The length of time that the Oregon gold rush lasted might be bracketed by two events that resulted in miners leaving the area in noticeable numbers. The first was the out migration caused by the Rogue Indian War:
Josephine is a mining county, and has had all the vicissitudes of such a county. Her citizens leading a roving life, and having little to bind them to the soil mostly left during the Indian war in 1855-1856 (1: p97).
The second was the Frazer River gold discovery in Canada.
In 1857 and 1858 there took place that remarkable mining craze, the Frazer river excitement, which has become typical of all its kind. It was directly responsible for a great falling off in the population of Josephine county (6).
In the late 1860s, the State Agricultural Society sponsored an expedition to visually survey each of the counties in Oregon. The report was published in 1869 and noted that in Josephine County there were “… between one thousand and two thousand inhabitants, with between five and six thousand acres of land under cultivation… (1).” At that time, the center of commerce and the Josephine County Seat were in Illinois Valley and it can be assumed that the majority of the people mentioned in the report were in this part of the county. It appears that by the late 1860s the economy in Illinois Valley, a community that was almost entirely based on mining when it started, had changed to an agricultural economy with mining playing a lesser role. The report on Josephine County concluded with this comment:
Perhaps above all Josephine County has the inherent vice of all mining communities, that for every dollar taken from her mineral deposits she is one dollar poorer. There is no accumulation; there is no heaping up by one generation for the generation which is to follow (1: p98).
From Cave Junction, drive five miles north and turn left on Eight Dollar Mountain Road. The intersection is located next to mile marker 24. Follow Eight Dollar Mountain Road for three miles to the bridge over Illinois River. Cross the bridge and drive another half mile to the Josephine Creek Campground on the left. Walk through the campground following a two track road toward Jospehine Creek. This road gets steep with loose rock. Be certain to wear sturdy shoes.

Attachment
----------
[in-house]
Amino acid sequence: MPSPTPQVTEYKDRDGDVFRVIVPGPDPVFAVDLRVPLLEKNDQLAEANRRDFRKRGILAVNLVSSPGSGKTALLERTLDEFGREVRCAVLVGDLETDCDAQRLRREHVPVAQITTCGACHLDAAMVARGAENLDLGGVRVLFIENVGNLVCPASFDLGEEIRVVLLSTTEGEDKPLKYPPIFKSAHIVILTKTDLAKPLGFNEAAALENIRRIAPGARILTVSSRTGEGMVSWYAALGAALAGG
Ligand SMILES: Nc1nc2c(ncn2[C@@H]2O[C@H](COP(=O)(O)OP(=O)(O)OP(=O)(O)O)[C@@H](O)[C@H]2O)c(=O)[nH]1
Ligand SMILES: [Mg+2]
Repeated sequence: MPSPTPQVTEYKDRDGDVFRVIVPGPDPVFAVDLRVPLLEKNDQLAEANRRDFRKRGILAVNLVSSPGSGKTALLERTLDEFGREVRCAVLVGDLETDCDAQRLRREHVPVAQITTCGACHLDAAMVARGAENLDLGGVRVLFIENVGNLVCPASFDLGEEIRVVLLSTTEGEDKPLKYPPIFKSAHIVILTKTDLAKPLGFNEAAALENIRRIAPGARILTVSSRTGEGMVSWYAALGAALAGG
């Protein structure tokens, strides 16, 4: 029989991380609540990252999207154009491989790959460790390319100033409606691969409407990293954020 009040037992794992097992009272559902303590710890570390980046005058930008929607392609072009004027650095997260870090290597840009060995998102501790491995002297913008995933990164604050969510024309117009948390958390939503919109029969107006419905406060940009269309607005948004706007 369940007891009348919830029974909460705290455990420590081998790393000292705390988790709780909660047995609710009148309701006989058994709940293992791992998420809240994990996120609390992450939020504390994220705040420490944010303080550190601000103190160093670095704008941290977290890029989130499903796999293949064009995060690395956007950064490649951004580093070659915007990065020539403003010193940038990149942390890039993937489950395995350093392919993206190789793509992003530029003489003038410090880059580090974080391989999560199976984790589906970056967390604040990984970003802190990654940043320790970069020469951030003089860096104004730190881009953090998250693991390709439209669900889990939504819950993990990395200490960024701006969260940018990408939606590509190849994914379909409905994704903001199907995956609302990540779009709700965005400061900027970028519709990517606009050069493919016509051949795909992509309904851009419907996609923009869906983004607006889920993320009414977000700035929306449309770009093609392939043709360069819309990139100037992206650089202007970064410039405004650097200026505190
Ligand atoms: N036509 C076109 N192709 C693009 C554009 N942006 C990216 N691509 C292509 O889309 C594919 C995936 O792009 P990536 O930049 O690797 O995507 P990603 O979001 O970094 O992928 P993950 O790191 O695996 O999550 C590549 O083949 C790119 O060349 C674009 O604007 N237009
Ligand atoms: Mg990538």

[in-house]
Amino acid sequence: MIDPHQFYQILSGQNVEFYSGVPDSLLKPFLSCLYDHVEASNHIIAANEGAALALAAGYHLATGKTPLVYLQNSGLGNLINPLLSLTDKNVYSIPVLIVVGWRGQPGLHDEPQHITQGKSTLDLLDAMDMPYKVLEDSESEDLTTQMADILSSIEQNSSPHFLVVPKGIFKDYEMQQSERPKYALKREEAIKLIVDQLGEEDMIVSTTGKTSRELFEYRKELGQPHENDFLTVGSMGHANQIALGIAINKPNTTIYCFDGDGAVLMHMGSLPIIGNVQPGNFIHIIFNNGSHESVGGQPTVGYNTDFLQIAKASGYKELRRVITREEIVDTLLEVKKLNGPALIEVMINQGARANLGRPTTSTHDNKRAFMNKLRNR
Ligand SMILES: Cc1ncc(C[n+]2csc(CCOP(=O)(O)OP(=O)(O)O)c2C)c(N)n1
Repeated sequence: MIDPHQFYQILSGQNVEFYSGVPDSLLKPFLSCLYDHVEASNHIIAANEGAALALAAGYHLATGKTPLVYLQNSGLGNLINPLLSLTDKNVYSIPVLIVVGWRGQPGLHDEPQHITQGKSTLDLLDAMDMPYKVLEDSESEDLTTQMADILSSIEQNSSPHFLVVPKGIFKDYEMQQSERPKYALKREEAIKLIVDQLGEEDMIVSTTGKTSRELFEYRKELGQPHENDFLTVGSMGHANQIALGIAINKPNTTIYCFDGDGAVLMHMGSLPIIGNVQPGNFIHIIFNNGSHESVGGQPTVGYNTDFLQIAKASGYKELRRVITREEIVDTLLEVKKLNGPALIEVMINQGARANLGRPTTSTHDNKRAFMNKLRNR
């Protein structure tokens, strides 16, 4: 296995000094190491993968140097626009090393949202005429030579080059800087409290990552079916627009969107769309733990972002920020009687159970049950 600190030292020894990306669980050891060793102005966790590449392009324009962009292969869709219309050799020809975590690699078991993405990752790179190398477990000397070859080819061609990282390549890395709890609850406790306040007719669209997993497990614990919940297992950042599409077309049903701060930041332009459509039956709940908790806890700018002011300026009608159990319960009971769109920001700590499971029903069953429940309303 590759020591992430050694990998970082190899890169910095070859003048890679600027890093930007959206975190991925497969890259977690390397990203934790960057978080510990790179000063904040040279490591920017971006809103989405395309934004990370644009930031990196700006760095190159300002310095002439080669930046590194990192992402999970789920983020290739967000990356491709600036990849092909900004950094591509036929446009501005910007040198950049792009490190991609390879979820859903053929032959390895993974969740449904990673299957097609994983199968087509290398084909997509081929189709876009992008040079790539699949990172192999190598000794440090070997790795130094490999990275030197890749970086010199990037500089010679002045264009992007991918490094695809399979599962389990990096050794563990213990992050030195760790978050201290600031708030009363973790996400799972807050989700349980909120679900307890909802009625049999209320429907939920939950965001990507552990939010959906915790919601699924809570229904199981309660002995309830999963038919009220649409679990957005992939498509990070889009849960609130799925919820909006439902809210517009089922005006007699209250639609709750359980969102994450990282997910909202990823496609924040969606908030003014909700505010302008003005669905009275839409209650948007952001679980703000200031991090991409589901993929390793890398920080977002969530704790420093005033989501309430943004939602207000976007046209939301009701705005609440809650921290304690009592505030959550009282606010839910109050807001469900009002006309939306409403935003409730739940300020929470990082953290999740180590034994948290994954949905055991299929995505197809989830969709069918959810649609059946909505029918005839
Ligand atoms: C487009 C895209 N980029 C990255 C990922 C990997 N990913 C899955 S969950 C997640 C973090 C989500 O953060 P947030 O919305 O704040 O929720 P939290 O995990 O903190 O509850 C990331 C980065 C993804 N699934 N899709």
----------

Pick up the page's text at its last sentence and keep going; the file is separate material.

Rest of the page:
1) Dufur, A.J. 1869. Statistics of the State of Oregon, State Agricultural Society, Willamette Farmer, Salem, Oregon. p95-98 http://archive.org/details/statisticsofstat00oreg
2) Hasbrouck, Luther, 1902. The History of Gold in Oregon and the First White Party in the Illinois Valley, by Luther Hasbrouck, The Sunday Oregonian, August 24, 1902, p21. http://oregonnews.uoregon.edu/lccn/sn83045782/1902-08-24/ed-1/seq-21.pdf
3) Ramp, L. and N.V. Peterson, 1979. Geology and Mineral Resources of Josephine County, Oregon. Oregon Department of Geology and Mineral Industries, Bulletin 100. Portland, Oregon http://www.oregongeology.org/pubs/B/B-100.pdf
4) Spreen, Christian August, 1939. A History of Placer Gold Mining in Oregon, 1850-1870. M.A. Thesis, University of Oregon, 1939.
5) Stovall, Dennis H, 1904. The Pioneer Days of Southern Oregon. Mineral Wealth, August 1, 1904, Redding, California.
6) Walling, A. G., 1884. Josephine County History. In History of Southern Oregon. Walling Publishing, Portland, Oregon http://www.orgenweb.org/josephine/history/hist2.htm
7) Twogood, James H, ______. Jimmy Twogood and the Brand of Cain: Extracts of His Years in Oregon 1851-1865. Southern Oregon History. http://id.mind.net/~truwe/tina/twogood.html
8) Cleaver, Benjamin C., 1850. Gold in Oregon, Illinois Daily Journal, Springfield, August 1, 1850, p2
9) Laughlin, Lee, 1900. Gold in Southern Oregon: Well-Known Pioneer Tells of Discoveries in 1849. Oregonian, Portland, January 21, 1900, p5
10) Ramp, Len, 1960. Oregon’s Mining Began in County; Potential Good. Daily Courier, April 7, 1960, p5.
11) Libbey, F.W., 1976. Lest We Forget. The Ore Bin, Vol 38, No 12, December 1976. State of Oregon Department of Geology and Mineral Industries, Portland Oregon
12) ______, 1851 More Indian Hostilities on the Rogue River. Weekly Times, Portland, July 3, 1851, p2
13) Colvig, William M, 1902. Indian Wars of Southern Oregon: Address of Hon. William M. Colvig Delivered at the Reunion of the Indian War Veterans, Medford, Oregon, July 28, 1902. Oregon Historical Society Quarterly, IV, No.3, 1903, p227-240. http://talentfriends.org/indian_wars-colvig/indian_wars.html
14) Street, Willard and Elsie Street, 1973. Sailors’ Diggings. Josephine County Historical Society, Grants Pass, Oregon